Music video on Obama has Hawaii ties
A new Spanish-language music video about Barack Obama
is getting plenty of attention on YouTube. Even though it rallies support in the Latino community (admittedly in short supply here in the islands), there is -- as always with Obama -- a local tie. In this case it's director and videographer Eric Byler
, who hails from Hawaii.
But lots of people had a hand in "Si Se Puede Cambiar" ("Yes We Can Change"), composed and performed with an acoustic guitar by Andres Useche, with English subtitles. In the extensive b-roll that supplements the music, local favorite Kelly Hu, Ken Leung (the new freighter guy on "Lost") and actor Kal Penn all make brief appearances.
The Star-Bulletin profiled Byler in 2005 around the premiere of his feature films "Tre" and "American Knees." Buzz about the filmmaker started when critic Roger Ebert gave a thumbs-up to his 2002 film "Charlotte Sometimes," which drew attention at the Hawaii International Film Festival that year.
Depending on your political leanings, the music video could be considered a simplistic attack on Republicans and the war in Iraq, or a charming, folksy song asking for nothing more than a bit of change. Decide for yourself at www.youtube.com/UnitedForObama.
Chef, author and television personality Anthony Bourdain visited Hawaii in December to film an episode of his show "No Reservations." While he was here, the often acerbic, always witty Bourdain invited local writer and editor David Choo to be his "Spam sidekick." It seems that Choo escorted Bourdain to a place he might never find on his own: New Uptown Fountain, a down-home Kalihi eatery noted in Choo's "Lunch Break" dining guide. According to Choo, Bourdain consumed all of his Spam musubi -- along with Choo's leftovers. The episode airs at 8 p.m. Monday on the Travel Channel.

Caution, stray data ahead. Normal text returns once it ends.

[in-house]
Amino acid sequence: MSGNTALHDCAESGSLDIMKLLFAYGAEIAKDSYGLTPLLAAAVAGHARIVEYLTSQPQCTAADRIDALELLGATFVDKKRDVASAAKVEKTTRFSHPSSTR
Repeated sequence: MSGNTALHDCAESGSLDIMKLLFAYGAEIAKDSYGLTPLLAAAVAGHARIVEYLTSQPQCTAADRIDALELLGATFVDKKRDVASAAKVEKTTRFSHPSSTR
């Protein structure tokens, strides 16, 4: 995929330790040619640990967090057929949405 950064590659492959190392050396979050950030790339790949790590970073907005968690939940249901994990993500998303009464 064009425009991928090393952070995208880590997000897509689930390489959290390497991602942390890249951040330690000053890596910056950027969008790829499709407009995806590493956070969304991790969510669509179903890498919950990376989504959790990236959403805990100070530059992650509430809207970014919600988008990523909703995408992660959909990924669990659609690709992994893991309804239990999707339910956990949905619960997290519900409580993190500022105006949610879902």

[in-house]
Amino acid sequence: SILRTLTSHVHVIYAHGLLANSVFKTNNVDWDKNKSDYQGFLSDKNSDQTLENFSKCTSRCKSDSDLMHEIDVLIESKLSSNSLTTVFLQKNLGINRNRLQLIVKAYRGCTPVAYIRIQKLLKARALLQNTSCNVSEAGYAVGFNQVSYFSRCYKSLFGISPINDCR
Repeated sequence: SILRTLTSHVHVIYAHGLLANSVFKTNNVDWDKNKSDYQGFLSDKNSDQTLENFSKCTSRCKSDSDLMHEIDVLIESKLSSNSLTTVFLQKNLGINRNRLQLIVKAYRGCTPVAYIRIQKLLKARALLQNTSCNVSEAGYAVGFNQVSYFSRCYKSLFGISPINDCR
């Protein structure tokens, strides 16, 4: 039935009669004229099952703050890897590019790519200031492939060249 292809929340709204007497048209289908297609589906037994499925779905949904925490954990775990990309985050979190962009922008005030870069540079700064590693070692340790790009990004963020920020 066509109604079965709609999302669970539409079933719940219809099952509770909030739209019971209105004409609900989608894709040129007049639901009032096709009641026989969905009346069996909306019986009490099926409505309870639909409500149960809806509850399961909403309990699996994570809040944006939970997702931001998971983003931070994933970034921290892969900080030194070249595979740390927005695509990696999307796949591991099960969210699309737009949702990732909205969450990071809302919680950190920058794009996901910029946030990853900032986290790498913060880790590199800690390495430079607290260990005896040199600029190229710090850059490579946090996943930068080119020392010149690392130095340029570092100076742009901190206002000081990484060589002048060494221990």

Oahu now has a "Movie Tour Map." Dubbed "Hawaiiwood," the fold-out color guide features 150 film locations from a long list of movies and television shows, including "50 First Dates," "Blue Crush," "ER," "Hawaii 5-0," "Jurassic Park," "Magnum P.I.," "Pearl Harbor," "Tora Tora Tora," "From Here to Eternity" and, of course, "Lost."
Each location contains an address and description of the scene filmed there. Manoa Valley Inn, for instance, has played a role in several episodes of "Lost." It served as Charlie and Liam's childhood home in England as well as the house of the psychic Claire visits in Australia, and the Australian office where Eko meets with the undertaker. Kualoa Ranch and Kaaawa Valley seem to be the most popular locations, judging from the long list of productions associated with them.
A fun memory: Coconut Island off Kaneohe was featured in the second and third seasons of "Gilligan's Island" in the 1960s. The project is the brainchild of Minette Lew-McCabe of Radio Tokyo Productions and Luella Costales of High Standard Hawaii LLC. The map is sold at Borders and Barnes & Noble and at www.welcometotheislands.com for $9.99.